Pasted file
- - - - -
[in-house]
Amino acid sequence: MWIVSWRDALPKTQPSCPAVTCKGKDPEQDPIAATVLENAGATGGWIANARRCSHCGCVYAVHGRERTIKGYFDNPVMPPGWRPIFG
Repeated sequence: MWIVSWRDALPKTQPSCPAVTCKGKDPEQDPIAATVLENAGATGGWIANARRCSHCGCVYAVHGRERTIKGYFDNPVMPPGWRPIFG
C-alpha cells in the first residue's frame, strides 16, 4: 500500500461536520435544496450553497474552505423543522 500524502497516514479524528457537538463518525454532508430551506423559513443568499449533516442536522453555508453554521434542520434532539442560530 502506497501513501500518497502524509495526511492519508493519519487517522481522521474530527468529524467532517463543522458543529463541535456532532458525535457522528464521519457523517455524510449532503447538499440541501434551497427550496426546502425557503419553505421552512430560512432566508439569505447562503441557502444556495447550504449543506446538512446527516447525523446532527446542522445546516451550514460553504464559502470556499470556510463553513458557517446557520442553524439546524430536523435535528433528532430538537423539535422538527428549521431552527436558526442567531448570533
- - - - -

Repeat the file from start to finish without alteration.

[in-house]
Amino acid sequence: MWIVSWRDALPKTQPSCPAVTCKGKDPEQDPIAATVLENAGATGGWIANARRCSHCGCVYAVHGRERTIKGYFDNPVMPPGWRPIFG
Repeated sequence: MWIVSWRDALPKTQPSCPAVTCKGKDPEQDPIAATVLENAGATGGWIANARRCSHCGCVYAVHGRERTIKGYFDNPVMPPGWRPIFG
C-alpha cells in the first residue's frame, strides 16, 4: 500500500461536520435544496450553497474552505423543522 500524502497516514479524528457537538463518525454532508430551506423559513443568499449533516442536522453555508453554521434542520434532539442560530 502506497501513501500518497502524509495526511492519508493519519487517522481522521474530527468529524467532517463543522458543529463541535456532532458525535457522528464521519457523517455524510449532503447538499440541501434551497427550496426546502425557503419553505421552512430560512432566508439569505447562503441557502444556495447550504449543506446538512446527516447525523446532527446542522445546516451550514460553504464559502470556499470556510463553513458557517446557520442553524439546524430536523435535528433528532430538537423539535422538527428549521431552527436558526442567531448570533